Tuesday, September 13, 2011

725 guns!

A friend forwards the following from Blogger Bob via the Economist:

Speaking of good catches, did you know that our officers have found 725 firearms in carry-on luggage since January of 2011? And it’s still only September!

So that's about 1000 firearms per year. (!) There are that many absentminded American gun-owners who totally forget that, oh, whoops, you can't bring a gun on a plane? It mentions a 1-2% failure rate which seems, actually, sort of okay—in other words, a would-be terrorist would be caught 49 times out of 50 trying to sneak stuff on board, which seems like a pretty good deterrent.

Of course, the body scanners do precious little to find the guns. No one here (that I know of) is arguing against WTMDs at airports. You know, because they actually do something.

This one takes the cake (or, don't get the runs airborne on Sept. 11)

So, there was the anniversary of September 11. And on that anniversary, we pretty much forgot about all the freedom we have here in the good ol' US and A. Amongst the stories of particular crazy was the widely-reported DEN-DTW Frontier flight which was delayed on the ground in Detroit because, uh, some brown-ish people were all seated in the same row. Seriously.
Someone shouted for us to place our hands on the seats in front of us, heads down. The cops ran down the aisle, stopped at my row and yelled at the three of us to get up. “Can I bring my phone?” I asked, of course. What a cliffhanger for my Twitter followers! No, one of the cops said, grabbing my arm a little harder than I would have liked. He slapped metal cuffs on my wrists and pushed me off the plane. The three of us, two Indian men living in the Detroit metro area, and me, a half-Arab, half-Jewish housewife living in suburban Ohio, were being detained.
In other words, go and read the whole post.

This is beyond compare for so many reasons. First of all, the terrorists back in the day attacked planes from United and American and flew them in to New York and Washington. There's less bang for your buck hijacking a Frontier plane and flying it in to, what, an abandoned building in downtown Detroit? Aside from that sort of snark, three people who don't look like Norman Rockwell's picture of America sitting in the same row does not a crisis make. Even if two of the guys get up, in succession, to go to the bathroom.

I could see if they were chanting in some foreign language. I mean, sure, it would probably still be an overreaction, and it would be unwarranted, but this does not seem to have been the case. Or if they were trying to light their shoes on fire. In that case, yeah, kick their butts.

But, it wasn't. Apparently someone got spooked, told a flight attendant, and everyone flipped out. The FBI interviewed everyone on the plane. I hope they figure out what numbskull got so spooked of someone who didn't look just like them. I hope the TSA, and airline crews, and even fellow passengers, can use this as a learning experience to not get creeped out when the person next to them doesn't look like a real 'Merkin. And I hope this kind of miscarriage never happens again.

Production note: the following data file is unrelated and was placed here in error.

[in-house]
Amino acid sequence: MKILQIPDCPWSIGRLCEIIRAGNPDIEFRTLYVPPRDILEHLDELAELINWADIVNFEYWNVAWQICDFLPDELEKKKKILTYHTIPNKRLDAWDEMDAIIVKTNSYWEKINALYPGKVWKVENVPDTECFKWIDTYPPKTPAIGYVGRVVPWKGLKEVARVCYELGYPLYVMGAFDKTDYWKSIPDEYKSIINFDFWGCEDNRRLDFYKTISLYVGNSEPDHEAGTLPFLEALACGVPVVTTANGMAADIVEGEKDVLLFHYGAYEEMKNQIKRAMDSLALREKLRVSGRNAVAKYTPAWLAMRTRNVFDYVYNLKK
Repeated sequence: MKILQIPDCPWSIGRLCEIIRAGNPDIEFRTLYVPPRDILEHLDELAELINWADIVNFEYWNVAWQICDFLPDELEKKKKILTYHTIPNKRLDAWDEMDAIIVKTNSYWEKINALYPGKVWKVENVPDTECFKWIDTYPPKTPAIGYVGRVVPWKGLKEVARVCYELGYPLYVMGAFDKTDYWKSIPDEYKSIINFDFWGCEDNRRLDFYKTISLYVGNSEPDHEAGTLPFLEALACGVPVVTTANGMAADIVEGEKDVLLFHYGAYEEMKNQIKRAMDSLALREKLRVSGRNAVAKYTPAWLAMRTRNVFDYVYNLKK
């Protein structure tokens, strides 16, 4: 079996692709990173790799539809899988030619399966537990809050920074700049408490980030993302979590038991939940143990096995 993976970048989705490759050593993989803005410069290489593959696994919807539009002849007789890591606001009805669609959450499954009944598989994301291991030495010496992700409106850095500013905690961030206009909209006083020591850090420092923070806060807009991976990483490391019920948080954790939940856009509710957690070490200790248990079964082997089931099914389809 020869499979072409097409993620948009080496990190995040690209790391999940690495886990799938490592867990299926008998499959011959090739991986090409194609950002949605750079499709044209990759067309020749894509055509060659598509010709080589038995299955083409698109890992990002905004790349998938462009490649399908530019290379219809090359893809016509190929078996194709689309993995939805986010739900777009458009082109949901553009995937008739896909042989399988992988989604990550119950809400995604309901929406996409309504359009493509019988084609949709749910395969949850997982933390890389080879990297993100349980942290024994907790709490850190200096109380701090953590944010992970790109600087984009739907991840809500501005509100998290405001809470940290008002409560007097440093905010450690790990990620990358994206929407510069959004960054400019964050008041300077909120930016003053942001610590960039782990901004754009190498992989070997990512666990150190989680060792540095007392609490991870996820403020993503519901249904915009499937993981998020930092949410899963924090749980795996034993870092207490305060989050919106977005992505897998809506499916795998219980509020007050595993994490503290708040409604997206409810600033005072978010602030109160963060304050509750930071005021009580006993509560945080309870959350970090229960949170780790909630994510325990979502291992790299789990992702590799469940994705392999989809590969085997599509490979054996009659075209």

Of course, I think a lot of what we can learn from this instance, and from September 11 itself, is that we need to be more open with our friends and neighbors and, well anyone in out community. This is the United States. This is somewhere where a Saudi Arabian and a Jew get married and no one looks at them funny (well, unless they happen to be seated next to two Indian-looking fellows). This is the melting pot. We need to celebrate diversity, not fear it. Imagine if someone had reached out to talk to these folks. Say, "hi." Ask them about their flight, and their trip. Find out that they are, hey, normal Americans just like everyone else. Diffuse the situation (which, of course, wasn't a situation until it was made a situation). And get everyone off of the plane and in to the terminal and on with their lives.

And once the plane was on the ground, well, all hell seems to have broken loose. Maybe protocol was followed, in which case protocol needs to be changed. In god's (allah's?) holy name, why are you strip searching these people? Why are you handcuffing them? What kind of harm could they do to anyone other than themselves with something they smuggled through security (oh, wait) once the plane is on the ground? Innocent until proven guilty apparently does not apply when you are on an airplane and don't look just like everyone else on the craft. This is another point where a little common sense (talk to the people, run a quick background check, find out that—hey, look!—they're not terrorists) is much better than humiliating them, handcuffing them and leading them in shackles for an interrogation. Lordy, what are they going to tell you about living in suburban Ohio, after all?

If I were a passenger on this plane—and if I had been inconvenienced for hours for no real reason other than a few people getting a little too excited about the Evil Doers—I'd want a full explanation from the airline. Not the FBI's cop out "Due to the anniversary of Sept. 11, all precautions were taken, and any slight inconsistency was taken seriously. The public would rather us err on the side of caution than not." (Apparently some folks on a LA to NY flight also had the shits, and that flight was also escorted in, but they must have been white, so they they avoided the interrogation.) No, I'd want to know why the flight crew, once on the ground, called for the police, taxied away from the gate, and put in motion a long-term interrogation.

This sounds like a JANFU* between Frontier, the local DHS (gosh) and the flight crew. Cooler heads should have prevailed.

* JANFU, in the vein of SNAFU and FUBAR, is a joint Army-Navy foul up, when multiple parties are to blame for a sticky situation. To put it nicely.